1. pirates may move to digital platforms, in order to be found on the same dial as other stations; or
  2. pirates may take the opportunity of an emptier FM band to choose clearer frequencies, increase their power, or just increase the number of services.

The problem is that in either case there is no guarantee that the pirates would do this in a legal fashion. Pirate radio stations are not renowned for co-operating with each other so why would they pay to be on a DAB platform, rather than buy the equipment themselves and set up digital pirate stations? The answer might come in the form of the reduced number of frequencies available. In the FM band, assuming a station every 300 kHz (which is just about OK from an interference perspective), there is room for 68 stations on the dial. Taking into account the 20 or so legal stations already on-air in London (depending on what you count as London), this leaves a potential for 48 pirates. For DAB radio, which requires 1.4 MHz of spectrum to operate, there is room for just 32 transmissions in any one location. In London 4 of these frequency blocks are in use, leaving 28 'available'.

local dab radio"Ah", you say, "but each DAB multiplex can carry 10 or more stations, so really the number is 280". That is true, but this requires the pirates to club together to buy and operate the equipment and, as already stated, they aren't that good at this. Perhaps the business model they employ could change, and a smaller number of illegal transmitter operators could provide services to multiple pirate stations. Or perhaps a small number of legal transmitter operators could provide the same service. The problem here seems to be that in order to legitimise the pirates, they would have to be invited to 'come in from the cold', and Ofcom would have to have a set of licensing policies that were sufficiently lax to permit 24 stations all playing the same kind of electro-shed, play-house or garage-door music onto the dial. It is almost certain that the existing legitimate stations would object to this on the grounds that it would provide unfair competition. But the fact is that such competition already exists on the FM band, and at least if it were done under a licensed framework, there would be some control over what went on, and thus greater protection of the existing 'big boys'.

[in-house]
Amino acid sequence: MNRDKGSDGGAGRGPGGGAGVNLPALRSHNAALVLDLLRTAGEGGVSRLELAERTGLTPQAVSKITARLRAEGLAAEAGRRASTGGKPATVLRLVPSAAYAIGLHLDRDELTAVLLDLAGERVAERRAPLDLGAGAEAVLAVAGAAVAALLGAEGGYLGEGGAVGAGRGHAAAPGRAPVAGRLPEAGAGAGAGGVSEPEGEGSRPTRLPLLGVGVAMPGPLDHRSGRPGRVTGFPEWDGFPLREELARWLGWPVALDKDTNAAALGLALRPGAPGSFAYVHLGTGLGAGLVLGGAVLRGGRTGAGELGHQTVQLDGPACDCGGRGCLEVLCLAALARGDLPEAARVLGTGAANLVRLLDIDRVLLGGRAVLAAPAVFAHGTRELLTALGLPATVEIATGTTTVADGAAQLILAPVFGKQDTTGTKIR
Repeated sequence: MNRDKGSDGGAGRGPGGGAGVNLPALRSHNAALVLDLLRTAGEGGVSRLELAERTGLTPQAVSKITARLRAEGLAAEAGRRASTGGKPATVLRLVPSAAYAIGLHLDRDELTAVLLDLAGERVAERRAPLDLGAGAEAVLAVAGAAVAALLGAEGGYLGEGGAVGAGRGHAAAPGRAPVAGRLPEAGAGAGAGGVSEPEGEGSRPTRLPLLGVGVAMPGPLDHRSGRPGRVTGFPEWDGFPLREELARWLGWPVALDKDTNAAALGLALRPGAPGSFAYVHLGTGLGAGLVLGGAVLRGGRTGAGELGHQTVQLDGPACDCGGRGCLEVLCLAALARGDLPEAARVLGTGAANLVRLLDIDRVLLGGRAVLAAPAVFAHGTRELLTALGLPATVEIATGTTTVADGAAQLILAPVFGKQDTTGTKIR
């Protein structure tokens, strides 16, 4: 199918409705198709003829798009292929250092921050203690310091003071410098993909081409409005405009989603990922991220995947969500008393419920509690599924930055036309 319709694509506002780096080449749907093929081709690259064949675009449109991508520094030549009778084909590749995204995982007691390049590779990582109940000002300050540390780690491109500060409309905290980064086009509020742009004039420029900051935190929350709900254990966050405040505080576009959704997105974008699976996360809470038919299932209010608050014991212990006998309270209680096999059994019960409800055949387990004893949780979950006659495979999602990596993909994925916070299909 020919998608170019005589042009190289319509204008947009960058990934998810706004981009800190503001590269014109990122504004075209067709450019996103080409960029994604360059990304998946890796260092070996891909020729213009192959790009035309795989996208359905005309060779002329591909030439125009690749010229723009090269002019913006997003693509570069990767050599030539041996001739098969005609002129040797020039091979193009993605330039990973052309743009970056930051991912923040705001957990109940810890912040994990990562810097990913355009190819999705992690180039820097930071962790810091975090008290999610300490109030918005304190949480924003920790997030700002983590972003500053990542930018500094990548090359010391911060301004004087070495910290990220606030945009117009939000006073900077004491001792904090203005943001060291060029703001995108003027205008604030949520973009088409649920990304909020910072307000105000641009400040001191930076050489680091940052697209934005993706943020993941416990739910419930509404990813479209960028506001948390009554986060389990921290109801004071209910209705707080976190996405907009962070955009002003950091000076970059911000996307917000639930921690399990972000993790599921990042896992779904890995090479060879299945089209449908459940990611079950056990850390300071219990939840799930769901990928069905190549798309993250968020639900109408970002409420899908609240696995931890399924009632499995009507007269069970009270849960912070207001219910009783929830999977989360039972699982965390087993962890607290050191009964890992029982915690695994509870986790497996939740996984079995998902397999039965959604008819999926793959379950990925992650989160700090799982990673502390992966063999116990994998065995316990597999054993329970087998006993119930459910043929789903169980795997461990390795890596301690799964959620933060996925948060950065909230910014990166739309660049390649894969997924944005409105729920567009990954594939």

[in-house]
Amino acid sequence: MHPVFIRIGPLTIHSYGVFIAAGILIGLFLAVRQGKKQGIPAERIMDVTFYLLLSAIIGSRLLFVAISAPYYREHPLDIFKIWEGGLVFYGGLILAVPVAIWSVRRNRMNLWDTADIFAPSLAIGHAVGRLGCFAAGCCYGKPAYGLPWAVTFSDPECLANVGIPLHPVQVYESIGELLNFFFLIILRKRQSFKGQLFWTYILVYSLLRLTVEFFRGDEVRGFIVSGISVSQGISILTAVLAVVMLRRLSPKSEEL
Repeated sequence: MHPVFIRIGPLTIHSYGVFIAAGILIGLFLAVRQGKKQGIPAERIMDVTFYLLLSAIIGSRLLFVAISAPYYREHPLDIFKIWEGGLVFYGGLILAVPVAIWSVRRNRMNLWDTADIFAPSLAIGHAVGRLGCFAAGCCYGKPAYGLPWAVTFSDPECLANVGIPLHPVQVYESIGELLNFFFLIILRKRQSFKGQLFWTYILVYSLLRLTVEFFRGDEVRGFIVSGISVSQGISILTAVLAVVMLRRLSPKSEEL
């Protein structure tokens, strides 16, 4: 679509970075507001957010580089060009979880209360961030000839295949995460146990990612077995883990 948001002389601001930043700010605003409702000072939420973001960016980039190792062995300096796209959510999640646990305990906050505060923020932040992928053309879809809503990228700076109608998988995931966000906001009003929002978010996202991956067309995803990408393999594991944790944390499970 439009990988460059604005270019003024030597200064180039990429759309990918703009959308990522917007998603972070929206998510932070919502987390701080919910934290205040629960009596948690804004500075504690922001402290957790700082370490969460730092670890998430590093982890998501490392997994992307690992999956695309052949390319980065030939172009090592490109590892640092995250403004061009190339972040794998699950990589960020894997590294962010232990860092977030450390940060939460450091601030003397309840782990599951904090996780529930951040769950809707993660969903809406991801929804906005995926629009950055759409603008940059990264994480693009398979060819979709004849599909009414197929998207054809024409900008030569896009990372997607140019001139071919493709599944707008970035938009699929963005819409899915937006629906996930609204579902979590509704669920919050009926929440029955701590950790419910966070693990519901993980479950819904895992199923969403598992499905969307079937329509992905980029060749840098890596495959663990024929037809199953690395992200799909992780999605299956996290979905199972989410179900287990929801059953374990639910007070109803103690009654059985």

Maybe Ofcom could take a leaf out of the book of the Lebanese regulator (the TRA) who offered all unlicensed FM operators (which was a large proportion of the country's stations at the time), a licence, if they came forward and provided the necessary details of their transmitting facilities (power, frequency, antenna height and so on). Most stations did this, wishing to gain legitimacy for their service. As soon as they did, however, the TRA could begin to change frequencies, powers and so on to bring the stations in-line, through a proper legal framework that allowed them to inflict penalties if people refused.

pirate surrenderAnother model might be for Ofcom to licence small-scale DAB operators, but not to set any criteria over which stations are carried on the multiplex, other than their normal broadcasting code which is designed, for example, to stop politically motivated stations from using the airwaves in an partial way. Other than a bit of swearing here and there, most pirate stations would probably already meet most of the rules. This is not dissimilar to the way in which Ofcom licenses digital television, with multiplexes being awarded to companies who are then largely at liberty to select which programmes they include.

In either of the above cases, whether the idea that Ofcom could have an 'amnesty' for pirates, if they agreed to go onto small DAB multiplexes, or if the operation of the DAB multiplexes were made flexible enough to accommodate pirate stations being on them, there might be a sufficient increase the listening to DAB services such that the necessary 50% switch-over threshold is reached sooner rather than later. A 'win-win' situation?